Short term political imperatives: As I said earlier on, Policing needs a long term view and Politics is the ultimate short term high. The opportunity to interfere and to do so often will be too hard to resist, which means that Policing will be pushed from “pillar to post”; trying to meet the political impetrative of the day. Perhaps a really gruesome murder or a child abuse story will dominate the news; levers in Westminster will be pulled, PCCs instructed to address this as a priority and resources moved around to do so. Next week, another issue and then another, then another. The Police Service will waste huge amounts of time, effort and resources trying to meet these short term political imperatives. This is exactly what occurs in our NHS. We are all losers from this particular dance.
Operational independence gone: This also means that the operational independence of the Chief Constable will slowly be eroded and disappear and this has several profound implications. All Political parties are pointing to the “impartiality oath” that PCCs will have to swear. The oath is not on the statute books or enforceable in law, so is meaningless. If the public or PCCs political masters bring an issue to the table, the political PCC will have to act. An example might help; let’s assume that there has been a series of major terrorist bombings with suspicion falling on an ethnic minority terrorist group.
The Home Secretary will be calling their PCCs and instructing them to respond in a particular way, remember Politicians are “knee jerk”. What if the Home Secretary says: “Flood the streets of areas with high ethnic minority populations to send a strong message to them that we mean business.”
This might not be right for that area, it might make matters worse, spark a riot, but the PCC will walk down the corridor to the Chief Constable and ask them to do it. Will the Chief Constable say “no”? And if they say “no” will the PCC sack them? Who really has control in this situation?
I can envisage many Chief Constables being sacked or quietly slipping away, over the next four years because of issues such as this. What that means for the type of person who wants to be a Chief Constable is that the number one prerequisite for the job is the ability to say “yes” to the PCC and hold similar Political views. In a decade or so the Chief Constable will be a figurehead; real power will lie with the PCC.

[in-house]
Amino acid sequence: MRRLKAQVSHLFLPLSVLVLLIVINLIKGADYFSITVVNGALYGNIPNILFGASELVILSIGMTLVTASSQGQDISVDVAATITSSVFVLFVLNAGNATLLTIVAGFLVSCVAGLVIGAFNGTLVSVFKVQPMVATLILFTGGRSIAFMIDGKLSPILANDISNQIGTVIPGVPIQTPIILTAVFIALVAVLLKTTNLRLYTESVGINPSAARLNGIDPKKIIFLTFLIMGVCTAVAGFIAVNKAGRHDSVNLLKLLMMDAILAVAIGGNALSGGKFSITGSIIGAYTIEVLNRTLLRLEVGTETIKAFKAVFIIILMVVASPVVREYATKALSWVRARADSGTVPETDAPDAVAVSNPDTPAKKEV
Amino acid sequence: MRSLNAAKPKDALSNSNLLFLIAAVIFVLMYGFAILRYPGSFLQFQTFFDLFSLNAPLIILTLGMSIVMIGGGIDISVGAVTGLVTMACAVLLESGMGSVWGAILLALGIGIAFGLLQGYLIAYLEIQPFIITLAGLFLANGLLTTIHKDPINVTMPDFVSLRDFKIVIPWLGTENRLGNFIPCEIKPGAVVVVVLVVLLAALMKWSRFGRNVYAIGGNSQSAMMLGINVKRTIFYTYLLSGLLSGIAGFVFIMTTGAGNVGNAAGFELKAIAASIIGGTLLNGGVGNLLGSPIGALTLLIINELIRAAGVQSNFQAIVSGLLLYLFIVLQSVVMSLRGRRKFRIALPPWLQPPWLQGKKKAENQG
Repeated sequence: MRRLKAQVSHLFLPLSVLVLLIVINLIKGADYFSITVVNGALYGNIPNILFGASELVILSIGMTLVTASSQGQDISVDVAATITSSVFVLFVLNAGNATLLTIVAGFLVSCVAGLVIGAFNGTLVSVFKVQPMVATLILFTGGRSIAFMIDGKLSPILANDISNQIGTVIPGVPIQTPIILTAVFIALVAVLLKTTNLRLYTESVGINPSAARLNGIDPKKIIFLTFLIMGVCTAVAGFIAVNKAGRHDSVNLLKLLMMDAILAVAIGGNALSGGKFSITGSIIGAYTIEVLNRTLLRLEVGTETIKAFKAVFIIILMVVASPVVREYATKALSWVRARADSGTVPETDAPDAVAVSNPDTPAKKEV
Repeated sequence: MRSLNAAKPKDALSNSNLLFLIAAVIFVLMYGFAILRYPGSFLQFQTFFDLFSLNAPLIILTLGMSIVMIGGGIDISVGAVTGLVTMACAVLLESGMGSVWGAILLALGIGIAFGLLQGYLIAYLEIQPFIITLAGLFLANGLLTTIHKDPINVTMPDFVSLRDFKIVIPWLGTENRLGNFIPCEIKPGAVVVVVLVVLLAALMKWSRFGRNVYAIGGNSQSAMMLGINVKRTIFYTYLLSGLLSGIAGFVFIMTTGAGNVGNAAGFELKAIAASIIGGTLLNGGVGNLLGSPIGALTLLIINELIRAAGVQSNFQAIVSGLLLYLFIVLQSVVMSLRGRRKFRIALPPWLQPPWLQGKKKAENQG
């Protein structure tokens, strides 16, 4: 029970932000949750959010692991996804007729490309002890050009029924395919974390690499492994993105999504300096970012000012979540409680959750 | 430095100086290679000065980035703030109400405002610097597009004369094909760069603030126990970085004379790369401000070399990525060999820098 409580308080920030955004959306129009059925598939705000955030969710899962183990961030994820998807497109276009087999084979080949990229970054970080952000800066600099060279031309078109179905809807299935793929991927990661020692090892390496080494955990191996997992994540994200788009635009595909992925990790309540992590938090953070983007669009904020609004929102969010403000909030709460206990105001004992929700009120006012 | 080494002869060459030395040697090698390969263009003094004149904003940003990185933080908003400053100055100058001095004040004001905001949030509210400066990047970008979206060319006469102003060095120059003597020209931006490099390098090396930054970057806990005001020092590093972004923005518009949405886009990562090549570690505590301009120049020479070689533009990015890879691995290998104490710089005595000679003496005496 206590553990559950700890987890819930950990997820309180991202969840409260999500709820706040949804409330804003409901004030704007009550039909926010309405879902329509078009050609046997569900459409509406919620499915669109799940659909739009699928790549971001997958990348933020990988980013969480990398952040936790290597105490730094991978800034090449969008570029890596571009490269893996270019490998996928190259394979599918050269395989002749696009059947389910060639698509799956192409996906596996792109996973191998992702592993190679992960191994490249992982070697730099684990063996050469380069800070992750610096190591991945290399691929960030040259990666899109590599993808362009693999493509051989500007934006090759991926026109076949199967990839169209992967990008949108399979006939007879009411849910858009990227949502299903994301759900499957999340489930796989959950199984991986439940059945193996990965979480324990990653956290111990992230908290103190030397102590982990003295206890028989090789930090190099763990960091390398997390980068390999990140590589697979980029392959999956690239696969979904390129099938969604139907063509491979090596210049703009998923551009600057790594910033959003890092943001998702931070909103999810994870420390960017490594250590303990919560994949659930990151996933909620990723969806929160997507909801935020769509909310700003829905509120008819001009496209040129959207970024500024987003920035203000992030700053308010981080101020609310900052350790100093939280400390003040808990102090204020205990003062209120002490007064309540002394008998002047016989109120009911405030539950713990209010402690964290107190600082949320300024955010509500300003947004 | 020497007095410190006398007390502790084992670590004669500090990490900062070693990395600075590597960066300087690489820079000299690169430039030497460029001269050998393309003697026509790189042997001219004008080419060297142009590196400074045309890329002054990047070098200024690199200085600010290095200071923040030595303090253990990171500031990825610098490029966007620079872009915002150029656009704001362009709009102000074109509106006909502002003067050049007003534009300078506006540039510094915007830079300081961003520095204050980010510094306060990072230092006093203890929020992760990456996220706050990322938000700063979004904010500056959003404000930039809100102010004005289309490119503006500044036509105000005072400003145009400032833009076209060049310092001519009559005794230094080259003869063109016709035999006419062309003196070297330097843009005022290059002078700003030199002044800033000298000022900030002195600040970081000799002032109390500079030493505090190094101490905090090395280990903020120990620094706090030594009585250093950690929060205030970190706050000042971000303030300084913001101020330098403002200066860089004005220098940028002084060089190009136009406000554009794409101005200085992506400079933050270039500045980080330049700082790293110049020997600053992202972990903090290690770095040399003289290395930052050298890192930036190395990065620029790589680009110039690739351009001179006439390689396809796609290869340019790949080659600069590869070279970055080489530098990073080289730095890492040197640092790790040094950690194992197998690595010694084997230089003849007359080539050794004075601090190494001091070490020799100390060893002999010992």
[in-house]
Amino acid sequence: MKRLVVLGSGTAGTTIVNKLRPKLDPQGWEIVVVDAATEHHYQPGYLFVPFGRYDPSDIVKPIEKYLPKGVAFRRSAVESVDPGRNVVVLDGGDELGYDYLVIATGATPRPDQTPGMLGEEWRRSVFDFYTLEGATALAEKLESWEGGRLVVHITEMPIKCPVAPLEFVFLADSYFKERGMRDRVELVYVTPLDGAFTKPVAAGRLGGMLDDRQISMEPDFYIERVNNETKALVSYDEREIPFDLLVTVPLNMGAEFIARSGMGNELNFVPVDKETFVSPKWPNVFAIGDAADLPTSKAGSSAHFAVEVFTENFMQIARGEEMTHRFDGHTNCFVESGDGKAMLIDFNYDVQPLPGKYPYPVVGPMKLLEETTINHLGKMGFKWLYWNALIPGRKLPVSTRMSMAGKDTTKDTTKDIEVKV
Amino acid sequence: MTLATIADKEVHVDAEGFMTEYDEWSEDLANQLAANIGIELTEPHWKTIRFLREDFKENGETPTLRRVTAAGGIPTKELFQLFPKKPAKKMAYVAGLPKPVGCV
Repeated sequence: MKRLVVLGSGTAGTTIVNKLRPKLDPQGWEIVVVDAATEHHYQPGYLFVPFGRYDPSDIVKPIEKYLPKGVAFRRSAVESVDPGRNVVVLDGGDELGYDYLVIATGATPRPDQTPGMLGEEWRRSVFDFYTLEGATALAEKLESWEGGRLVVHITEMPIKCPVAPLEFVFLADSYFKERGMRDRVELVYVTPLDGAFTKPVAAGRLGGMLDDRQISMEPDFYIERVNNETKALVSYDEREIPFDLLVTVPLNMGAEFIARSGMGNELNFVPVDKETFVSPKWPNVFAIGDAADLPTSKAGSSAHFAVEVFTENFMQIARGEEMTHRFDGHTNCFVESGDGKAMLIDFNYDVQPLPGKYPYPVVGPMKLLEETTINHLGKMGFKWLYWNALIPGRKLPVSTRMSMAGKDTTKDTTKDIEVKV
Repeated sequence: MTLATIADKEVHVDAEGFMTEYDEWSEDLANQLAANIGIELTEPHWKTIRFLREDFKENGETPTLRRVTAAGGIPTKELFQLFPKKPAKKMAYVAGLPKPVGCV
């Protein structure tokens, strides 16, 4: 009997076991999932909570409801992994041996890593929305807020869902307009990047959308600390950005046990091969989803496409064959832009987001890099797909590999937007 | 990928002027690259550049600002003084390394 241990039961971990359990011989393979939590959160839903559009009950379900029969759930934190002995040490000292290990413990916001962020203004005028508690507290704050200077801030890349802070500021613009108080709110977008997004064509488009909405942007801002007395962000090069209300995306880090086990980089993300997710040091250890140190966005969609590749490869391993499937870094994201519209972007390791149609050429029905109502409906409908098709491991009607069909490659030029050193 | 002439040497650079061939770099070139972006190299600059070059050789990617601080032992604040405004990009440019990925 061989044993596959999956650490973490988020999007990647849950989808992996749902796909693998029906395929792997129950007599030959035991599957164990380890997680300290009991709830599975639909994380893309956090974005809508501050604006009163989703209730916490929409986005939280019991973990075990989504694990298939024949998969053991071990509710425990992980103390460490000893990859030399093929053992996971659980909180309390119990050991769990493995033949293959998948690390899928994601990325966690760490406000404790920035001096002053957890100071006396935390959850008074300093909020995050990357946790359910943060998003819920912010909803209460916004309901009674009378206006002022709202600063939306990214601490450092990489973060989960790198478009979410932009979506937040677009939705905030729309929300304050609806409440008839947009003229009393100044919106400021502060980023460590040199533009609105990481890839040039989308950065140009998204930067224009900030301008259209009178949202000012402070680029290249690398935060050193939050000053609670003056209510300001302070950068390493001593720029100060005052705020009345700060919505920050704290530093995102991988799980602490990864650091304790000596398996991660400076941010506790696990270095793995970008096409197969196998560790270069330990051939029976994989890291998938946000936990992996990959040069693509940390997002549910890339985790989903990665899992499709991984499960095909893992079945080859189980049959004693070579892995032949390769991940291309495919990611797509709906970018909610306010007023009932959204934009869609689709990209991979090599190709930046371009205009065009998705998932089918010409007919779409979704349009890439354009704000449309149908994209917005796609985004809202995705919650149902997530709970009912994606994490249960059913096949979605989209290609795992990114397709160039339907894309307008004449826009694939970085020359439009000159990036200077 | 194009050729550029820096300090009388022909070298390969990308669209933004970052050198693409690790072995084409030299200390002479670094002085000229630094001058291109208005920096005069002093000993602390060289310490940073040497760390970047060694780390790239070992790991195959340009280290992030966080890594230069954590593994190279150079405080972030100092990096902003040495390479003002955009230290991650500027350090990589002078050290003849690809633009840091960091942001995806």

Mad, sad and bad: Another issue surrounds the type of person that the Political parties have put forward for this role. They are by and large a mixture of the “sad, mad and bad”. The usual suspects, comprising failed politicians; magistrates, ex-police authority members; local councillors and just the plain odd are standing under a Party banner.
Most are white men, over fifty and many are retired or just about to. Most of them have one endearing quality, they know nothing about Policing. And this is a big worry, one reason why British management practices are so poor internationally is that managers, manage by opinion rather than from a position of knowledge. We are just about to put a load of unqualified, opinionated buffoons in charge of our police service. What do we expect will happen?
I have not mentioned the “bad”. There are some rather unsavoury characters standing in this election. Far right nuts; single issue extremists and one person who will sack himself immediately upon winning. The far right threat worries me greatly, they could mobilise enough support to win. How will a Police Service react with a far right PCC? How will the country react? It beggars belief.
Are independent candidates better? I believe they are, issues around control and short termism could still apply but not to the extent of a political figure. Most independents have all stood on an agenda of governing for local people, not Westminster. The quality of person standing as independent candidates is also higher, some are ex-police officers who understand Policing; some have held significant positions within the criminal justice sector, some are just ordinary people with an interest in the Police and we even have one scientist (me).
I’m hoping that the electorate will see the significant problems associated with a Political figure running their Police Service; see that it will lead to more crime, more victims, incompetence and a slow decline of what is currently the best Police Service in the world.
I’m hoping you will vote for independent candidates.
Independent Candidate for Wiltshire Police and Crime Commissioner